- The Washington Times - Monday, June 10, 2019

A real estate company co-owned by Jared Kushner, White House senior adviser and President Trump’s son-in-law, has reportedly received foreign funds totaling $90 million from unknown offshore accounts since 2017.

The Guardian reported Mr. Kushner’s company, Cadre, has received overseas investment through a Cayman Islands Goldman Sachs vehicle while Mr. Kushner has worked as an envoy to foreign nations, according to filings and interviews.

Cadre withholds names from foreign investments via Goldman Sachs, but two sources said a majority of the money came from two accounts, one in the tax haven of The Cayman Islands while the other was located in Saudi Arabia.

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Mr. Kushner resigned from his board position and sold his shares before joining the administration, but kept his stake in the company, reported at 25% and valued at about $50 million, according to financial discourse documents.

Ethics experts say this report could raise concerns about Mr. Kushner having conflicts of interests while working on official U.S. business.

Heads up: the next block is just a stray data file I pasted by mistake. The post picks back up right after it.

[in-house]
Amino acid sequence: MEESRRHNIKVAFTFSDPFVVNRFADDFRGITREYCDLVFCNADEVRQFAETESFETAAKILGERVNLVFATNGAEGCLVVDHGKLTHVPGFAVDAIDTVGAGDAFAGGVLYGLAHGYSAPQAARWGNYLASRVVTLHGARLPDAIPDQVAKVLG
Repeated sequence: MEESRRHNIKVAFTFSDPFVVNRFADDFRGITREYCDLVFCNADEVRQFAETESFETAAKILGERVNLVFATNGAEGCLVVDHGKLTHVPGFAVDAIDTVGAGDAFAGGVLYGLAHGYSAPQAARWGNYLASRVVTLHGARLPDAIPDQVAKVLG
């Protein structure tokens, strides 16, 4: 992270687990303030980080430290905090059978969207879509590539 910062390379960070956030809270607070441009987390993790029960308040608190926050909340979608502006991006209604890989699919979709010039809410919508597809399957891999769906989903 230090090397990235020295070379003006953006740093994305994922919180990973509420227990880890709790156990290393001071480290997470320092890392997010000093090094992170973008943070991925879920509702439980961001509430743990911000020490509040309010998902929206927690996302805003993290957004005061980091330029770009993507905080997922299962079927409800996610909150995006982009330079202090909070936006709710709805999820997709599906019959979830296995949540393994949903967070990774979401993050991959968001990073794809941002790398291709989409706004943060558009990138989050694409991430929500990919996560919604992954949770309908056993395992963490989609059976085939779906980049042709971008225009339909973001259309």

“It will cause people to wonder whether he is being improperly influenced,” said Jessica Tillipman, a government ethics and anti-corruption lecturer at George Washington University Law School, told The Guardian.

This report comes after a White House whistleblower said in April that Mr. Kushner was originally denied a security clearance due to “foreign influence” and his business interests.

Mr. Kushner, Mr. Trump and other administration officials have met backlash for keeping business holdings while serving in the executive branch, which past presidents have largely avoided doing.

“The problem with Kushner — and with Trump — is that we have all these corporate entities, and often nobody knows who is invested in them and where those investors borrowed their money,” said Richard Painter, a Bush-era ethics lawyer. “We simply have no idea.”

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